|The Modern||The Old|
J. C. Patterson's going strong in the early part of the century. This old sketch was taken from a magazine. Unfortunately the exact date is not know.
Recollections of days when shops stayed open until ten o'clock
IN the 1920's there were 21 good family grocers' in Lisburn. Today only one remains.
In those days, the streets of Lisburn were thronged each Tuesday as cavalcades of horses and carts made their way to town from the surrounding country areas on a weekly trip to the market.
The butter and egg market was to be found where the Post Office stands today; the pork market was more centrally situated in Smithfield Square and the fowl market took its place where the old Public Service Vehicle inspection centre is.
For the visiting farmers, the day always included a trip to their favourite local pub. Most public bars in the town provided their own stable yard to house the horse and carts belonging to patrons.
Saturday night was late night opening for many shops. Once again many people from the rural areas travelled to town, congregating mainly in Bow Street and Market Square.
The town was thronged with crowds until after 10 p.m., when shops, which had perhaps already overstretched their opening hours, closed up for the night.
One such shop was 'The Corner House', J. C. Patterson's, which is the oldest remaining large family business in Lisburn.
It was founded in the early part of the century by Mr. John Clark Patterson where McMahon's shop in Bow Street used to be.
In 1922 it moved to it's present location. Today it is a limited company, owned entirely by the Allen and Gibson families. Mr. Fred Allen and Mr. William Gibson have been working in the shop since the twenties.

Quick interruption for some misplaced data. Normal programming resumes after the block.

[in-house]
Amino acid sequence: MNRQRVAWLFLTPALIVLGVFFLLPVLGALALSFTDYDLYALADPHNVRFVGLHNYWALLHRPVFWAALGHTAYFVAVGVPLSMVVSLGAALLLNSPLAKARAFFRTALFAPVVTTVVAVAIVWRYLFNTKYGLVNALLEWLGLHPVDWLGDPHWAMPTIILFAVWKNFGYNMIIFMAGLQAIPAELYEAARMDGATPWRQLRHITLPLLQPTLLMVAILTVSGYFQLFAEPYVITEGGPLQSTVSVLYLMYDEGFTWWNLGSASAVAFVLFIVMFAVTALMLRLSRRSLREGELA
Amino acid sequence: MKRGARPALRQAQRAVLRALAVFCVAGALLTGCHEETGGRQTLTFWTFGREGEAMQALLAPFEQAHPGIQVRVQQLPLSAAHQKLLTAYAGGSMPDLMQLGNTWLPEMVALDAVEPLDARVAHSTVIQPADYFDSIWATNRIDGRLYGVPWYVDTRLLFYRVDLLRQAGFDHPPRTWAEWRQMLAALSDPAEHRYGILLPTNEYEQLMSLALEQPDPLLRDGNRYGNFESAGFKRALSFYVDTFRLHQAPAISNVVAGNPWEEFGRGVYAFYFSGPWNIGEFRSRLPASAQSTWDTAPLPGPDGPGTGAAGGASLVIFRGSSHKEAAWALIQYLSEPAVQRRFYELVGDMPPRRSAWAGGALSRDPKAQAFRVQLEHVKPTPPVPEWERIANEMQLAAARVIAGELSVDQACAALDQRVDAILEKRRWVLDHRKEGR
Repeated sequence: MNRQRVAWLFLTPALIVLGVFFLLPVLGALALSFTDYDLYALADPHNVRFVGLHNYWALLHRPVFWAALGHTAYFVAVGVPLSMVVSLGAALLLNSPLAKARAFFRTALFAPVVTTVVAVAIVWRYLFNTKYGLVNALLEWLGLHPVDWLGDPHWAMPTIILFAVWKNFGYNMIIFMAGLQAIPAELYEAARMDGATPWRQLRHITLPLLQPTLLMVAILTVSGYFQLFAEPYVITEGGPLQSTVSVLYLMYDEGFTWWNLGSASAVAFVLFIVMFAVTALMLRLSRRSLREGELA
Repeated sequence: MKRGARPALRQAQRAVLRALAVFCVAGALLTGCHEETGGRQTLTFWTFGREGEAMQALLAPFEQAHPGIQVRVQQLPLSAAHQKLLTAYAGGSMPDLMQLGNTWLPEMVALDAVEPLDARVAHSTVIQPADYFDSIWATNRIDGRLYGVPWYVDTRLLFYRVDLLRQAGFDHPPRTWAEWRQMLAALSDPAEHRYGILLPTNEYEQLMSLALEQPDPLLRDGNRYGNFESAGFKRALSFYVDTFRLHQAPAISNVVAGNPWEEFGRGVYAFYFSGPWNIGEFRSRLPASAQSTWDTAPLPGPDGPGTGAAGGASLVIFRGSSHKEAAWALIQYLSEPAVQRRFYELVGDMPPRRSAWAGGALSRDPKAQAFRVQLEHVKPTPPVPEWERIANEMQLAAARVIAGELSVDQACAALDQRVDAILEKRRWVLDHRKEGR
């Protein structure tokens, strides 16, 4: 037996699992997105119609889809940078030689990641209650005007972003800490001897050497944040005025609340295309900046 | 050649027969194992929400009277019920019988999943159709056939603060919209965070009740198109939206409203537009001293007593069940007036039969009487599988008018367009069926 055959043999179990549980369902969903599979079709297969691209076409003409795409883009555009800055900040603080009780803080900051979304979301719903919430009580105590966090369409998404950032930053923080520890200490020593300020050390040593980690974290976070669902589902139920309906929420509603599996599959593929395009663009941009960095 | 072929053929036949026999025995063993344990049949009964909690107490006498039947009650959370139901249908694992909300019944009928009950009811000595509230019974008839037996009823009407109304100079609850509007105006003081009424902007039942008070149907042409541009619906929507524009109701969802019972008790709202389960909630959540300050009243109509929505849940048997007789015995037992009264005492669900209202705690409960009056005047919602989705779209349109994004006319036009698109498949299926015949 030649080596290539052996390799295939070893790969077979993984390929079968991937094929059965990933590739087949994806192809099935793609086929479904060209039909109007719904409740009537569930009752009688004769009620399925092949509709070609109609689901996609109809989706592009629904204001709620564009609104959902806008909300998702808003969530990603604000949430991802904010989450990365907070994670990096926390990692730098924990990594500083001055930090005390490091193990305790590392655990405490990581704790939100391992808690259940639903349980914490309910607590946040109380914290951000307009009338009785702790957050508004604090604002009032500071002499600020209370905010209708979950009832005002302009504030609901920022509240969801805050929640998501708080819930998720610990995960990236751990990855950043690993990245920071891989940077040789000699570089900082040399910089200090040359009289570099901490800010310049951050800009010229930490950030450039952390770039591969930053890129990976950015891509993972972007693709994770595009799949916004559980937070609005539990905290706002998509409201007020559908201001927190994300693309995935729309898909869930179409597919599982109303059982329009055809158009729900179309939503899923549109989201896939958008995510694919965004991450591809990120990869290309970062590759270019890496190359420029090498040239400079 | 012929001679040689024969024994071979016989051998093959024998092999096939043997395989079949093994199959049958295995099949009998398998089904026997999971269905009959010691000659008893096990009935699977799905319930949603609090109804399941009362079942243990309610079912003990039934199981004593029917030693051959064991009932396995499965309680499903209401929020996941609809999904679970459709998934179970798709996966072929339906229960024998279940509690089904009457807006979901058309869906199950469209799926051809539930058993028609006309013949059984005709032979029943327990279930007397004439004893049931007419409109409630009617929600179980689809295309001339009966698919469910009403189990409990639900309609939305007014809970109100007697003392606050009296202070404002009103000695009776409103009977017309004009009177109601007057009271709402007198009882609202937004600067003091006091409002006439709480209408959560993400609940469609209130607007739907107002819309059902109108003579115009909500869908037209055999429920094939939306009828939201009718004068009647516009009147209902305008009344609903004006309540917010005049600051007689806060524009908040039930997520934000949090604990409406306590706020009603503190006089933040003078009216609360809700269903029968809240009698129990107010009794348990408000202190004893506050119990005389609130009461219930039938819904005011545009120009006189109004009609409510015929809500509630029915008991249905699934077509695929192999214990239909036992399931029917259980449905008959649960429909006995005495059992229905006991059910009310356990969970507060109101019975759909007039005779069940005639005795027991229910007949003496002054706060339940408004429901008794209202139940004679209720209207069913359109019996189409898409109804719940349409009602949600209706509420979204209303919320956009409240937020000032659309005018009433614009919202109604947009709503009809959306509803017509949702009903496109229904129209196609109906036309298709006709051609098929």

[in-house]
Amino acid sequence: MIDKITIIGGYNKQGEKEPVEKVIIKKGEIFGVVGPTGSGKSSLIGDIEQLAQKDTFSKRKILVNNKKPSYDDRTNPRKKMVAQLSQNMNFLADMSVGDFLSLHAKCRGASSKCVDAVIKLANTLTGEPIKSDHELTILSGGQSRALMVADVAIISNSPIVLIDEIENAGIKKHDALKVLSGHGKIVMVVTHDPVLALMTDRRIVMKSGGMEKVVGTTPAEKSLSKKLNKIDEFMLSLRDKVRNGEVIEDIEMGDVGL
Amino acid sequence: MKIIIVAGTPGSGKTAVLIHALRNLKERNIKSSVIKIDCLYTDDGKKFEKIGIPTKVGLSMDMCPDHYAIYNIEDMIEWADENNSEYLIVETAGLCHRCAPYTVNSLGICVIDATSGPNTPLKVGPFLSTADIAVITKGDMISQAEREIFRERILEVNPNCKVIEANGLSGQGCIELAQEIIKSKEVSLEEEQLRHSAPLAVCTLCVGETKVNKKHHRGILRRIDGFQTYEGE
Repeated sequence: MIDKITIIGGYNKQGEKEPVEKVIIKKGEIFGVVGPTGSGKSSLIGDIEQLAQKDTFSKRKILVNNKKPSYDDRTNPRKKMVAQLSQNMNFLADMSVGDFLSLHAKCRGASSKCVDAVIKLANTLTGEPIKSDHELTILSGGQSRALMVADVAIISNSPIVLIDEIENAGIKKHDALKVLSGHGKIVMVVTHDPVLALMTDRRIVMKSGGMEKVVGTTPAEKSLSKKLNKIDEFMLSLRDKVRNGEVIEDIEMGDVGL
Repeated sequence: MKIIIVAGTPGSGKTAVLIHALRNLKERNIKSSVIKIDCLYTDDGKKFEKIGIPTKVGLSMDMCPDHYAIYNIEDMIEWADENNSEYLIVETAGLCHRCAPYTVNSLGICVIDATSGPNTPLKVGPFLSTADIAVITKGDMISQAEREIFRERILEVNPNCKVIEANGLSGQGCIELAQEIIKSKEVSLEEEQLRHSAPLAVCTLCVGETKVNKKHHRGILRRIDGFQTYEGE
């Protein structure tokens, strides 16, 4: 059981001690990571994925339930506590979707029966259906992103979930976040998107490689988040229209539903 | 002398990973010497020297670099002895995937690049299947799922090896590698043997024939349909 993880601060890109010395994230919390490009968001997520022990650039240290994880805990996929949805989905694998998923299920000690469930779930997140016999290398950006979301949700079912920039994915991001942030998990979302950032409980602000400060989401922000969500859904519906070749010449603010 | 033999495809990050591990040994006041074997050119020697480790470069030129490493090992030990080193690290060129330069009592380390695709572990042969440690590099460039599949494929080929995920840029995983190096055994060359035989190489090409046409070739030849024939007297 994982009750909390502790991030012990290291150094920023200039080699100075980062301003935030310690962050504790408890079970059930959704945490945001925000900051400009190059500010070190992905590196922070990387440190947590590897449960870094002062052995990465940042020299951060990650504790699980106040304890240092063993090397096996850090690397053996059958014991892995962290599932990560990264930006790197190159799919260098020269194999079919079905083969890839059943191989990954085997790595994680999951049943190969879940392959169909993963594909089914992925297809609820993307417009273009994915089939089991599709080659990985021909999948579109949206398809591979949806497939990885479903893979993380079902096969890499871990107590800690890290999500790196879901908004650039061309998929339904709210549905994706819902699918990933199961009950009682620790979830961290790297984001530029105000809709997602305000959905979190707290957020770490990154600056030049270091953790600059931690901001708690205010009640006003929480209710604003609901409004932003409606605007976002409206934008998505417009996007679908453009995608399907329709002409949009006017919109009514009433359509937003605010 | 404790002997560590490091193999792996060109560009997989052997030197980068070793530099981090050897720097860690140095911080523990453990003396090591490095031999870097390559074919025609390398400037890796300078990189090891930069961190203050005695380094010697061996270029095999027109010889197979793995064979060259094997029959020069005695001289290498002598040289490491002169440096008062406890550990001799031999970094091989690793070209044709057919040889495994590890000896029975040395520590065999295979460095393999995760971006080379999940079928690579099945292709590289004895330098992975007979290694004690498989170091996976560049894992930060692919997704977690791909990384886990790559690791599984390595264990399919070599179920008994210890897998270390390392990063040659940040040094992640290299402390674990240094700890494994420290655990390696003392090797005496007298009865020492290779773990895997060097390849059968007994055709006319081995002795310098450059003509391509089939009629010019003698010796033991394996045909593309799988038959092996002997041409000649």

The changes recorded in this article are only a fraction of those remembered by the two men during their years of working in the heart of Lisburn.
In those days the country pubs closed at 9 p.m. and this attracted many from the rural areas to Lisburn were bars stayed open until 10 p.m.
A bottle of beer cost only two old pennies.
Before the building of the motorway and the pedestrianisation of Bow Street, traffic travelling from the west to Belfast had to pass through the town centre.
Fortunately, traffic was much lighter then to now and the change was one welcomed by both men.
HOPE AND VAN
In it not only locals who have shopped in J. C. Patterson's over the years but the old horse and van delivery service has been taken over by a more modern service to supply customers across the six counties.
Such customers have included past Governors of Northern Ireland - The Vice Admiral Earl Granville purchased his hardware from the local shop as did Lord Erskine of Rerrick.
The third generation of Mr. Allen's family has just been introduced to "J.C's" with the aim of carrying on the family-run business tradition.
Although now 81 years old, Mr. Fred Allen has no plans to retire. His partner, Mr. Gibson is likewise, at 71 years old, still hoping to spend his days in the shop where both men have served and worked since they were boys.